If there’s one thing we’ve learned from this season of White Collar (USA Network, Tuesdays, 10/9C), it’s that Neal Caffrey seems to have inherited his ability to don and discard identities from his father – the man formerly known as Sam. On tonight’s episode, Neal asks his father why he didn’t say who he was before Neal found out from his FBI Agent friend/partner, Peter Burke.
On Friday of last week, Treat Williams spoke with a group of journalists/bloggers about playing Sam Phelps aka Neal’s father.
Hi. Thanks for talking with us today.
Treat Williams: Hi.
Let me ask you in what ways would you say you are most like and least like your character from the show?
Williams: Well before I answer that first question I’m going to indulge myself and just tell everybody thank you so much for coming on.
And if I sound a little phlegmy I just came down with the flu. And I think – I feel like I was – a small gremlin got into my room last night and (dinged) me with a baseball bat. But I’m very happy to be here and thrilled that I can talk about the show.
In answer to your question, you know, I watched the episode last night again and I think that, you know, one of the things that’s very different between he and I is that he is troubled in the sense that he’s spending time with this kid who is this love of his life though he was 5-years-old and was torn away from him by circumstances that he started.
But nonetheless – and I can see. It was interesting. I said, ‘This guy’s in a lot of pain. This guy’s having to keep it a secret that this is his long-lost son. But on the other hand he gets to be with him.” But I think that’s the greatest difference between us, is that not too much bothers me.
Right. And what keeps challenging you about playing this character?
Williams: Eight-page monologues explaining my entire history with him. There’s a lot of long walks on country roads in Vermont let me tell you.
Williams: And yes it was – that was challenging. But I think that was about it. I mean, I – having played Prince of the City it to me was like coming full circle.
You know, you have this cop who had been – done a bad thing and wanted to find his way home and realized he couldn’t. He couldn’t get out. Once you’re in you can’t get out.
And that really was – parallels Prince of the City to a great degree. And I was 30 when I shot that. So it’s been – it was really kind of lovely to revisit that kind of character again 30 years later.
I’m sorry you’re sick and I hope you feel better soon.
Williams: That’s fine. I’ll be fine.
Oh that’s good. I was wondering will we see you on more than just the season opener and if you could tell us how many episodes.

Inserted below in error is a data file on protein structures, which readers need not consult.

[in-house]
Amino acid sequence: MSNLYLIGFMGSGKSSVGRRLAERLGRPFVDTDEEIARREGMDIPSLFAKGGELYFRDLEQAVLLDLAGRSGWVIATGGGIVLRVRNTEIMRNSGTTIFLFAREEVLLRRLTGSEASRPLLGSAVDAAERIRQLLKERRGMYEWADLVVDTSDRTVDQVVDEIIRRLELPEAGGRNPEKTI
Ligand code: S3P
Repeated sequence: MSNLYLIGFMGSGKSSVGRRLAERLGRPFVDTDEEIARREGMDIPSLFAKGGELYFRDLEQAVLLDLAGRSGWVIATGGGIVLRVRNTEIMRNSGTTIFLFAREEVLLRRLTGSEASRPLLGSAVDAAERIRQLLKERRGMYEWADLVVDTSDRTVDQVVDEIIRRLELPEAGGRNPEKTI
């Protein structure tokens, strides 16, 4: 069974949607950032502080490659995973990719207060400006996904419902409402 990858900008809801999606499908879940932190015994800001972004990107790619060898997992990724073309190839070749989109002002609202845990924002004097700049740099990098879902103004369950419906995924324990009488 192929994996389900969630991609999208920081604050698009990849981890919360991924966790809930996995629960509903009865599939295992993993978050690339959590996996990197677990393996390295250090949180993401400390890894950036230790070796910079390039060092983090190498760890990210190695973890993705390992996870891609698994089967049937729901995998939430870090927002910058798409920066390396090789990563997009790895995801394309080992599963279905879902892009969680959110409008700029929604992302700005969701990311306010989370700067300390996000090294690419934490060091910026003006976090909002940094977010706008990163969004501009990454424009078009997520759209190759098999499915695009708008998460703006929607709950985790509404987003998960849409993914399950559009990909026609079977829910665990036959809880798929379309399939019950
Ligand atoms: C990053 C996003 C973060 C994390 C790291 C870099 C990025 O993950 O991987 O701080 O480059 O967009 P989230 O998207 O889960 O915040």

Williams: You will see me on more than the season opener. I cannot remember how many I was on. But I signed on for six. And I honestly don’t remember how many have been shown and I think there are at least two more before the season ends — pretty sure.
I just feel I have to tell you my daughter is a theater major at Franklin & Marshall College…
Williams: Oh that is so cool.
Williams: Has she worked in the Green Room?
Williams: Has she worked in the Green Room Theatre?
Yes, yes, yes.
Williams: Oh okay. All my acting training was in that (town). That’s so cool.
Yes, yes. So you are an inspiration to her. But…
Williams: Oh thank you.
…sorry to go off on a personal note.
Williams: No please, please. That makes it much more fun. Thank you.
I was wondering as you filmed each episode were you aware of what was in store for your character’s story line?
Williams: No I was not. And I finally – it was frustrating at first and I finally after reading the first deal I said, ‘Look these guys are such good writers I’m just going to go with the flow on this.”
And, you know, I was as excited as anybody to get the next script and find out. I didn’t even know until two or three episodes in whether I was going to end up being villainous or a good guy or, you know.
So it was fun. It was fun to kind of just get a script and go, ‘Oh okay. This is where we’re going this week.’
So that was actually – you know, once I let go of trying to control it, you know, I – actors really want to know what their background is and where they’re heading and what the character’s going to do. And I finally just said, ‘I’m just going to let Jeff write these wonderful scripts and launch as soon as I get them.’
And so many of your fans know you from your TV background. But you also have a strong background in musical theater. And I was wondering if you have any plans to ever come to Broadway.
Williams: Very much so. I’ve actually sort of started the process. I moved back East, living in Vermont now. And this summer I’m going to be doing the Lion in Winter with the (Recher Theatre) Group. So I’m already sort of starting the process of working my way back into theater.
You know, what I did over without and – we were out in Park City, Utah. After four years when the show ended we just wanted to continue our kids. They were right in the midst of grade school, middle school. And my daughter was, you know, in Kindergarten.
We just thought it was a good idea to stay and we liked it there. And, you know, our kids were really settled in school.